Victims to get right to challenge 'no charge' decisions
Crime victims in England and Wales are to get the right to a review in cases when it has been decided that no one will be charged.
Victims have often struggled to get prosecutors to reconsider decisions.
Director of Public Prosecutions Keir Starmer says the Crown Prosecution Service is now to change its approach in the wake of an Appeal Court ruling.
It concerned a case where a failure to bring sex assault charges saw victims threaten to seek a judicial review.
The CPS reversed its 2007 decision in 2010 and a man was later jailed for three-and-a-half years. The Court of Appeal ruling came during an unsuccessful appeal against his conviction in June 2011.
The established view of the CPS had been that people should be able to rely on its initial decisions and that suspects should not have to live in constant fear of re-arrest.
But last year the Court of Appeal said "as a decision not to prosecute is in reality a final decision for a victim, there must be a right to seek a review of such a decision".
The European Union has also issued a draft directive to the same effect.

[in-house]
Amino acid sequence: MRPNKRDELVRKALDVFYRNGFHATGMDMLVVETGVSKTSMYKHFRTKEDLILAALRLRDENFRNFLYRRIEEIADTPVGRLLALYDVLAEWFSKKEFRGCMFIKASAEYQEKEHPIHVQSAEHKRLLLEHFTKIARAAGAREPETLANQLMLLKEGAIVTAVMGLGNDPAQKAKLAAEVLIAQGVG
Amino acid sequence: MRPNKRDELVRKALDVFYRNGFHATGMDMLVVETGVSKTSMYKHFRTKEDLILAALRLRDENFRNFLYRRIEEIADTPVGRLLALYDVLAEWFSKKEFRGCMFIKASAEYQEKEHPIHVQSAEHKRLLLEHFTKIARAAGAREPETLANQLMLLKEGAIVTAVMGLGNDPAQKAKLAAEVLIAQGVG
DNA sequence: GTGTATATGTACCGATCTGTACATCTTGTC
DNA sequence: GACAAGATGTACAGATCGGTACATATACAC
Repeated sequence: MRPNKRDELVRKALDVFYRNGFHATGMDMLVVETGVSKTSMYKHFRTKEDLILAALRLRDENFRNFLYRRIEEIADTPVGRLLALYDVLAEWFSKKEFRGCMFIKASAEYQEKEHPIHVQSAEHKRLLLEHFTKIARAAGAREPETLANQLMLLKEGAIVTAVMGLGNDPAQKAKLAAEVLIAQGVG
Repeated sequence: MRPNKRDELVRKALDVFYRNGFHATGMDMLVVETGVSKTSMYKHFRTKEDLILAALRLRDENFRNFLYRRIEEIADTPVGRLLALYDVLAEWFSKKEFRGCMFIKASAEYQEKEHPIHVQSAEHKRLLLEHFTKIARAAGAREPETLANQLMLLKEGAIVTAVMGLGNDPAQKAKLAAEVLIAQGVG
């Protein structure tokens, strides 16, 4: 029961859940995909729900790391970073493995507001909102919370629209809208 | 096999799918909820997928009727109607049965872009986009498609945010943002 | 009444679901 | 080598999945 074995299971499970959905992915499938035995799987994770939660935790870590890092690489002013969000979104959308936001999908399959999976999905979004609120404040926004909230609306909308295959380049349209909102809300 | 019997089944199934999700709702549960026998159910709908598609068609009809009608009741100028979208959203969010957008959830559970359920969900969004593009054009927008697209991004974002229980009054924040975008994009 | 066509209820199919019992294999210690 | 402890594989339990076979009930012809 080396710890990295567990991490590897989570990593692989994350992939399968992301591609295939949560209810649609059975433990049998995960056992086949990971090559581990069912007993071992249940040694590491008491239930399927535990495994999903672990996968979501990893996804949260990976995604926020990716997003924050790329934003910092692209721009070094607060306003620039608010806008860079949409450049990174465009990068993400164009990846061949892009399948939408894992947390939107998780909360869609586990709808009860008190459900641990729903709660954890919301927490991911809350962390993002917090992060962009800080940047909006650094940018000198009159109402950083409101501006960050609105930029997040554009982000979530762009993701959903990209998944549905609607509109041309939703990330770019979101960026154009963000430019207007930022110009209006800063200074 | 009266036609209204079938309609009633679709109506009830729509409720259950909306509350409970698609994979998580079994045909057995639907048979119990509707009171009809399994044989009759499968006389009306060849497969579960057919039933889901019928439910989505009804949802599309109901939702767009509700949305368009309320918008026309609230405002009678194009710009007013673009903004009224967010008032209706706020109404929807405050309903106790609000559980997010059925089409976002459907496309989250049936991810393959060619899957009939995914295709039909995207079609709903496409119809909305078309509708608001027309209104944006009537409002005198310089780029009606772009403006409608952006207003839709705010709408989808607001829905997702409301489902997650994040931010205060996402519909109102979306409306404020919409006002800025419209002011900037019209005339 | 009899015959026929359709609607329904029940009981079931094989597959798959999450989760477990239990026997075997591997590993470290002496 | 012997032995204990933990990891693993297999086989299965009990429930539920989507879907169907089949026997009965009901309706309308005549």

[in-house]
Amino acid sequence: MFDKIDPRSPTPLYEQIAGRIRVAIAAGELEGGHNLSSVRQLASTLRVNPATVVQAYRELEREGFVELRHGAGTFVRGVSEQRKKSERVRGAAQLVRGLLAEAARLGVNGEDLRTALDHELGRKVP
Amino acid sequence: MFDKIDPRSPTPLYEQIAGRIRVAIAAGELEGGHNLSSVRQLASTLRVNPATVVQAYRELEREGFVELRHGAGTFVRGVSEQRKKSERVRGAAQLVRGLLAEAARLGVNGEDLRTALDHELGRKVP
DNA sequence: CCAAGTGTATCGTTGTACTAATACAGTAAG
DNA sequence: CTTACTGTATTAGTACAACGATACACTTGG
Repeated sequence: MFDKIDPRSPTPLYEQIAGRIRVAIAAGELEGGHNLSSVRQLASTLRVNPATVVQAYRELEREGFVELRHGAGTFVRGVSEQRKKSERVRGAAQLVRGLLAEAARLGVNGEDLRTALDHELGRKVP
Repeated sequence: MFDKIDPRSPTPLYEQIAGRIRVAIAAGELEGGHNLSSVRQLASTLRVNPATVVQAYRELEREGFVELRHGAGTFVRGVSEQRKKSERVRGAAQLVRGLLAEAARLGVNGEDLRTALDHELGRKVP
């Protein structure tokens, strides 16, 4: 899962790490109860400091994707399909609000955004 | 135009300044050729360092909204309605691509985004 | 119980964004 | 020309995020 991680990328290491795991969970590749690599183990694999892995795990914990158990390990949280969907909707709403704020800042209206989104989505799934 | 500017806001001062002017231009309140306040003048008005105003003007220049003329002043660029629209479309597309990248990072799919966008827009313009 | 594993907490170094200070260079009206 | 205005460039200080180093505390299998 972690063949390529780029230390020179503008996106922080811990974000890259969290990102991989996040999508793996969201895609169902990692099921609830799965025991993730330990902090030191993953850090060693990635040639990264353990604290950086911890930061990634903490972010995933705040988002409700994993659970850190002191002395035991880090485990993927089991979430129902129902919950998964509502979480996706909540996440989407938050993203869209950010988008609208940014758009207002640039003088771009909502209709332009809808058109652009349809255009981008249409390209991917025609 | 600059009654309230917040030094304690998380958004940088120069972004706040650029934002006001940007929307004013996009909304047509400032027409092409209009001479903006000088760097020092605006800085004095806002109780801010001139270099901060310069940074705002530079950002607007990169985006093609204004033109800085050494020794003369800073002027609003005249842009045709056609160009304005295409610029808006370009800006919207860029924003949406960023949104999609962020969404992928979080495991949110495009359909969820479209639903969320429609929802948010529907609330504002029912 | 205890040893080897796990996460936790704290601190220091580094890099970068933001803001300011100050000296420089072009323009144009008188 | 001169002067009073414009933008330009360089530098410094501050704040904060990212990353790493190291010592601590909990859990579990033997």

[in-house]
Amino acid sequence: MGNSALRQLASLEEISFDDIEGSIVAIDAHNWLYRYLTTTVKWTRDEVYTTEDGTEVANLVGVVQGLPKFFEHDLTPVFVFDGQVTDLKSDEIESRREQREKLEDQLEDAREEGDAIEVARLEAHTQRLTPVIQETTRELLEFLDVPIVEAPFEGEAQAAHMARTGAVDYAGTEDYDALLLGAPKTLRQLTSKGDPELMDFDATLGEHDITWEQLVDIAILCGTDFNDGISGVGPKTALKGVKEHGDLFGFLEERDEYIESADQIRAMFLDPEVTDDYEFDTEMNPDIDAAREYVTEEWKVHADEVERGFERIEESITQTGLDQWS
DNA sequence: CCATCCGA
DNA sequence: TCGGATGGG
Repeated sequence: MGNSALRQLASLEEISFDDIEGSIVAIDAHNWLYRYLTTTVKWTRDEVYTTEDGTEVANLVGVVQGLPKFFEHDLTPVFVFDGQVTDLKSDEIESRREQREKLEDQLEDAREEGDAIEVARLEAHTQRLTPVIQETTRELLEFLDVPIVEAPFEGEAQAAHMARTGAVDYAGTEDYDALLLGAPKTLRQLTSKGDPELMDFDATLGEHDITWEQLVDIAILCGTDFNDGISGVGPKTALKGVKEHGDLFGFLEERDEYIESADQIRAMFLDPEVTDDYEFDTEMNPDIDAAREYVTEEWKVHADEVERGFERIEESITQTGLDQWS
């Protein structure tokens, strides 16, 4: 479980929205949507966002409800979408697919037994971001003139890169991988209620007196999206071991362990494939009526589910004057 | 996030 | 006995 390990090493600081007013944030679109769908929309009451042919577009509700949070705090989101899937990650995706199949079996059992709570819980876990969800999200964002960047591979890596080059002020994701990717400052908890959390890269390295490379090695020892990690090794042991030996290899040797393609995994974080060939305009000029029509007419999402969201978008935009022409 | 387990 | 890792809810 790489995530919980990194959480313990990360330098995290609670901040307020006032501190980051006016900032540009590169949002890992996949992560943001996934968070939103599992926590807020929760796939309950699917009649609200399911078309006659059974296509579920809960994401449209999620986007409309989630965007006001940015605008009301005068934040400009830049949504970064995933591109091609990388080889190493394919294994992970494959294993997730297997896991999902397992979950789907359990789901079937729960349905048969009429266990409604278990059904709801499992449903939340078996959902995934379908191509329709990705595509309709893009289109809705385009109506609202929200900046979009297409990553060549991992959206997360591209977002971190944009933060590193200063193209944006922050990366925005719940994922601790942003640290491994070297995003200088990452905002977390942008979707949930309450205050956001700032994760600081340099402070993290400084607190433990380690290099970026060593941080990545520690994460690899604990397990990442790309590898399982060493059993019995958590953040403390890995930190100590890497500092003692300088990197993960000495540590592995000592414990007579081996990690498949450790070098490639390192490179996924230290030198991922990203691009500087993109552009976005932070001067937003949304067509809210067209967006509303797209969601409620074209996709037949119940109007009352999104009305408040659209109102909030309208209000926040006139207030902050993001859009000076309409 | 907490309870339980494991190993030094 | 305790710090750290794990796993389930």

Mr Starmer says reviews should be available to "all victims" and not just in special or exceptional circumstances.
Writing in Criminal Law Review, he says: "Finality has to yield to the need to reach the right decision on the facts of each case."
He said the Appeal Court decision "could never have been contemplated" when the CPS in 1986 decided established guidelines would be adhered to in all but "exceptional circumstances".
But he said that the latest ruling was "perhaps inevitable once it was recognised that victims are not mere observers in the criminal justice process, but real participants with both interests to protect and rights to enforce".
The CPS does not keep figures for complaints or review requests.
But Mr Starmer acknowledges the consequences could be far-reaching as last year the CPS made almost 88,000 decisions not to bring a prosecution.
Assistant chief executive of Victim Support, Adam Pemberton, said the review was "good news for victims".
He added: "The criminal justice system hasn't always done a great job of keeping victims informed.
"This is a big step forward in making a key part of the system more open and transparent for those most affected by crime.
"Our only concern would be if large numbers of appeals result in delays and potential backlogs at court, so it's essential the new system is well resourced to keep cases moving along quickly."